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World’s longest well drilled in Russia’s Far East

World’s longest well drilled in Russia’s Far East
Russia’s Rosneft is reporting it has finished drilling the world’s longest oil well at the Chayvo field, part of the Sakhalin-1 project. The use of unique ExxonMobil technology is one of the key factors behind the record.

The new well has a record breaking depth of 13,500 meters and a horizontal reach of 12,033 meters. It was drilled using the Orlan platform according to a company statement released on Tuesday. The Sakhalin-1 Consortium now has 9 of the 10 longest wells in the world.

“This well continues successful implementation of our outstanding project,” Igor Sechin, the Head of Rosneft said. “I would like to express my thanks to our partners – ExxonMobil. Usage of their drilling technologies made this achievement possible.”

Sakhalin-1 set two world records for measured depth wells in 2013. Last year another well of 13,000 meters measured depth was completed at the offshore Chayvo field.

Sakhalin-1 extended reach drilling is among the fastest due to the use of Exxon Mobil’s proprietary Fast Drill process, according to Rosneft. This technology allows “bottleneck identification in the drilling process and solution development to enable optimal drilling and completions.”

READ MORE: Biggest oil rig ever: 200k-ton Sakhalin giant begins production

Delicate relations

Russia's Rosneft and America's ExxonMobil launched the largest and most powerful oil drilling platform in Russia’s Far East in June. The Berkut rig can drill 45 wells within a radius of 7 kilometers. The Sakhalin-1 project’s platform is will produce 4.5 million tons of oil annually.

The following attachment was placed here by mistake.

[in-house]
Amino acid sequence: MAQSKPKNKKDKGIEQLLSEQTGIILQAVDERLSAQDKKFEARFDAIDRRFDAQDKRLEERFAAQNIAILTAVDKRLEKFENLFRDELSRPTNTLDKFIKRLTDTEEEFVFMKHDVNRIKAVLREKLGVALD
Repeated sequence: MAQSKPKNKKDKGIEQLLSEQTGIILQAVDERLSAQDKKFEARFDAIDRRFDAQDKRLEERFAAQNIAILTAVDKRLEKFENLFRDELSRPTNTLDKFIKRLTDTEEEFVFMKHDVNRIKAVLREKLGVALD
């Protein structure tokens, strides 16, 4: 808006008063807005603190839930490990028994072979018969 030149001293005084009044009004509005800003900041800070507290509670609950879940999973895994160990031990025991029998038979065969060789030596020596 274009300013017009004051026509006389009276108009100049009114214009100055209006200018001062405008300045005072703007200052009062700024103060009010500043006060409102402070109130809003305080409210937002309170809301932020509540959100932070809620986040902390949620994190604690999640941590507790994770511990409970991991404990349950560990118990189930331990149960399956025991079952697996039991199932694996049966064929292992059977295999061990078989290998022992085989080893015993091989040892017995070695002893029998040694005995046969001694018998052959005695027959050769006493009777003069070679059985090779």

Meanwhile, Western anti-Russia sanctions forced ExxonMobil to cease offshore operations in the Russian Arctic in September. Rosneft and its President Igor Sechin have been put under US and EU sanctions. However, Rosneft and ExxonMobil continue their strategic partnership and joint ventures despite the sanctions that prohibited any activities that involve offshore work in the Russian Black Sea and Arctic regions, and onshore in Western Siberia. ExxonMobil said the West’s anti-Russia sanctions have cost the company $1 billion. Nevertheless, the US company continued to buy rights to develop Russian oil deposits, increasing the area allocated from 11.4 million acres to 63.7 million acres in 2014.

READ MORE: ExxonMobil sues Russia claiming it overpaid $500mn in Sakhalin-1 tax

Earlier this month ExxonMobil filed a complaint against Russia at the Stockholm Arbitration Institute, claiming it overpaid $500 million in tax linked to Sakhalin-1. The company has suggested a compromise, and Russia is preparing a response looking for an out-of-court settlement.

The Sakhalin-1 Consortium was formed in 1996 as the first major shelf project in Russia created under terms of a Product Sharing Agreement (PSA). The international consortium is made up of the US major ExxonMobil (30 percent), Japan's Sodeco (30 percent), Russia’s Rosneft (20 percent) and India's ONGC Videsh (20 percent). The project includes development of three offshore fields: Chayvo, Odoptu and Arkutun-Dagi, which are situated on the north-eastern shelf off Sakhalin Island.